Afghanistan’s feuding presidential candidates have signed a deal to work on the formation of a national unity government, as an audit attempts to decide the winner of the country’s fraud-tainted election.
Abdullah Abdullah, a former foreign minister, and ex-finance minister Ashraf Ghani Ahmadzai, agreed to resolve their dispute on Friday in a deal brokered by US Secretary of State John Kerry.
Abdullah said the agreement was a “step forward in the interests of strengthening national unity … and bringing hope to the people for the future of Afghanistan”.
The two rivals have been locked in a bitter dispute over who will succeed Afghan President Hamid Karzai following June’s runoff election.
The breakthrough came as Kerry opened a second day of talks aimed at preventing the fragile country from collapsing into political chaos.
The joint declaration stated the candidates would agree to a timeline for the electoral process and inauguration date for the next president by the end of August.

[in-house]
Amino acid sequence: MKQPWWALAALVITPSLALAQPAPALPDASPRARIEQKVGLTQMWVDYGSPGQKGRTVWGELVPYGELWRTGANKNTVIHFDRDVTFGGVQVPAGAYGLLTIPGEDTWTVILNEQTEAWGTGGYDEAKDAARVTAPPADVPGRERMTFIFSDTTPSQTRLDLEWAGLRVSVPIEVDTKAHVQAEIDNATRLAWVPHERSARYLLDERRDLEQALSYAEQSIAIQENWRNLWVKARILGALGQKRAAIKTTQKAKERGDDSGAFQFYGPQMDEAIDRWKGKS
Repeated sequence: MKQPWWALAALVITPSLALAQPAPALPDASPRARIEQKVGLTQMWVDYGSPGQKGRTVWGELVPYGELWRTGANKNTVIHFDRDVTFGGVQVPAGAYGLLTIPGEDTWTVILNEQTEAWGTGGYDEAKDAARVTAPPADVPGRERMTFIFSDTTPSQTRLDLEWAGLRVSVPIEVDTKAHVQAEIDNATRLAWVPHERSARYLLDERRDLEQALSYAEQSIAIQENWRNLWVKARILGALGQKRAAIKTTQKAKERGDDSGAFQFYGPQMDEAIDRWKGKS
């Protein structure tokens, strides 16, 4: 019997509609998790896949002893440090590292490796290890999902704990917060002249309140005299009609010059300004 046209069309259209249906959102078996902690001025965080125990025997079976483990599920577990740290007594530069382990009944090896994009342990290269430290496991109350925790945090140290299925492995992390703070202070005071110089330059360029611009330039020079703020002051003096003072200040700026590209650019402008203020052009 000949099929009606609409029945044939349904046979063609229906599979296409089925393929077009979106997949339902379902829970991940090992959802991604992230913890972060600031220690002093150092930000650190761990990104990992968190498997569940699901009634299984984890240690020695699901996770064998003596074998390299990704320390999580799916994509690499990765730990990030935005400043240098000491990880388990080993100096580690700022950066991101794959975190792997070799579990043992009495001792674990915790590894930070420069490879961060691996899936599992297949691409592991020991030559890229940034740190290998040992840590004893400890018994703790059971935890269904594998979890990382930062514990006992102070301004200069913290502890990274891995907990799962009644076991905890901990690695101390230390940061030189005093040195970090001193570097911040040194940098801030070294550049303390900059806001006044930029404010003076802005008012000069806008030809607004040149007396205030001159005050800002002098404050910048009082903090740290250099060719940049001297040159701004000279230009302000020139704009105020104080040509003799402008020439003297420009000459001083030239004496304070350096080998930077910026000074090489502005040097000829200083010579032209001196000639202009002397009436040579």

Afghanistan’s western backers hope an audit of votes will produce a legitimate president before a NATO summit in early September.
The UN is supervising a full recount of all eight million votes cast in a June run-off vote, as agreed during Kerry’s last visit to Afghanistan a month ago.
“This audit is not about winning and losing, it is about achieving a credible result that people of Afghanistan deserve,” Kerry said.
The election was to mark Afghanistan’s first democratic transfer of power before most foreign troops pull out at the end of 2014.